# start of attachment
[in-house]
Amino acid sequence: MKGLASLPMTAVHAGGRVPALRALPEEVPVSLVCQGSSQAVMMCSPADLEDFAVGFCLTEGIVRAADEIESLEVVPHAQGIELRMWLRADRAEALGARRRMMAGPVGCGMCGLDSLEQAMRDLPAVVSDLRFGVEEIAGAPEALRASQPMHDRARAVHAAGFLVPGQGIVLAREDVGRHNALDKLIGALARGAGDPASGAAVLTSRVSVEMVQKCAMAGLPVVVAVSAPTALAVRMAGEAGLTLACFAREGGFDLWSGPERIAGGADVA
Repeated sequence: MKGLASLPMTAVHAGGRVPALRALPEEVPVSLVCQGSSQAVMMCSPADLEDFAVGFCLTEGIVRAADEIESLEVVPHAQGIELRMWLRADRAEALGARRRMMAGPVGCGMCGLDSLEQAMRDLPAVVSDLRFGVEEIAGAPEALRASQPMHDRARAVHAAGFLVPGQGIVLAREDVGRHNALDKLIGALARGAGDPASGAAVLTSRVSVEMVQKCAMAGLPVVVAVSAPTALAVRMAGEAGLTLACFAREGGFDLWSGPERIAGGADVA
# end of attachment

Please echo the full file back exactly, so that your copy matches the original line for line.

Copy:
[in-house]
Amino acid sequence: MKGLASLPMTAVHAGGRVPALRALPEEVPVSLVCQGSSQAVMMCSPADLEDFAVGFCLTEGIVRAADEIESLEVVPHAQGIELRMWLRADRAEALGARRRMMAGPVGCGMCGLDSLEQAMRDLPAVVSDLRFGVEEIAGAPEALRASQPMHDRARAVHAAGFLVPGQGIVLAREDVGRHNALDKLIGALARGAGDPASGAAVLTSRVSVEMVQKCAMAGLPVVVAVSAPTALAVRMAGEAGLTLACFAREGGFDLWSGPERIAGGADVA
Repeated sequence: MKGLASLPMTAVHAGGRVPALRALPEEVPVSLVCQGSSQAVMMCSPADLEDFAVGFCLTEGIVRAADEIESLEVVPHAQGIELRMWLRADRAEALGARRRMMAGPVGCGMCGLDSLEQAMRDLPAVVSDLRFGVEEIAGAPEALRASQPMHDRARAVHAAGFLVPGQGIVLAREDVGRHNALDKLIGALARGAGDPASGAAVLTSRVSVEMVQKCAMAGLPVVVAVSAPTALAVRMAGEAGLTLACFAREGGFDLWSGPERIAGGADVA